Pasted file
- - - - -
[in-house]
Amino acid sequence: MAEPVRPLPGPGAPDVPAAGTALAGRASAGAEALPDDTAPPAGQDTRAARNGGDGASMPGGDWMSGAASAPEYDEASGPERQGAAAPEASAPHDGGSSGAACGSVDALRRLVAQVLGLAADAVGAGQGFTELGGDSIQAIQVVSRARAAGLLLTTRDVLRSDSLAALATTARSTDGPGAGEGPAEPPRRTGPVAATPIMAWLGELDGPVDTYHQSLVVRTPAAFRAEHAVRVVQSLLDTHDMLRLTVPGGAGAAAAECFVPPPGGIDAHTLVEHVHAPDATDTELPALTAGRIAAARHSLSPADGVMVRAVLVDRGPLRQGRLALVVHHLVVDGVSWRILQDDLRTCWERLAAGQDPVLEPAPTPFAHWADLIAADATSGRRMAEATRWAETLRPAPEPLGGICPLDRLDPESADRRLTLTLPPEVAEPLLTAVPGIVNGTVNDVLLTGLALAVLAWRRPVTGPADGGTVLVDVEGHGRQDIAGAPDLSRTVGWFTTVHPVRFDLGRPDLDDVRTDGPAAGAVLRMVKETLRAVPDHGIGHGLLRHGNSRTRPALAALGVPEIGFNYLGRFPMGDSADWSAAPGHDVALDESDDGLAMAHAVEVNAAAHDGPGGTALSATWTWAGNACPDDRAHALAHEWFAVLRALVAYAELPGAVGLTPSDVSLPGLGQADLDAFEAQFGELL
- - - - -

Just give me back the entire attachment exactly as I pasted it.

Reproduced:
[in-house]
Amino acid sequence: MAEPVRPLPGPGAPDVPAAGTALAGRASAGAEALPDDTAPPAGQDTRAARNGGDGASMPGGDWMSGAASAPEYDEASGPERQGAAAPEASAPHDGGSSGAACGSVDALRRLVAQVLGLAADAVGAGQGFTELGGDSIQAIQVVSRARAAGLLLTTRDVLRSDSLAALATTARSTDGPGAGEGPAEPPRRTGPVAATPIMAWLGELDGPVDTYHQSLVVRTPAAFRAEHAVRVVQSLLDTHDMLRLTVPGGAGAAAAECFVPPPGGIDAHTLVEHVHAPDATDTELPALTAGRIAAARHSLSPADGVMVRAVLVDRGPLRQGRLALVVHHLVVDGVSWRILQDDLRTCWERLAAGQDPVLEPAPTPFAHWADLIAADATSGRRMAEATRWAETLRPAPEPLGGICPLDRLDPESADRRLTLTLPPEVAEPLLTAVPGIVNGTVNDVLLTGLALAVLAWRRPVTGPADGGTVLVDVEGHGRQDIAGAPDLSRTVGWFTTVHPVRFDLGRPDLDDVRTDGPAAGAVLRMVKETLRAVPDHGIGHGLLRHGNSRTRPALAALGVPEIGFNYLGRFPMGDSADWSAAPGHDVALDESDDGLAMAHAVEVNAAAHDGPGGTALSATWTWAGNACPDDRAHALAHEWFAVLRALVAYAELPGAVGLTPSDVSLPGLGQADLDAFEAQFGELL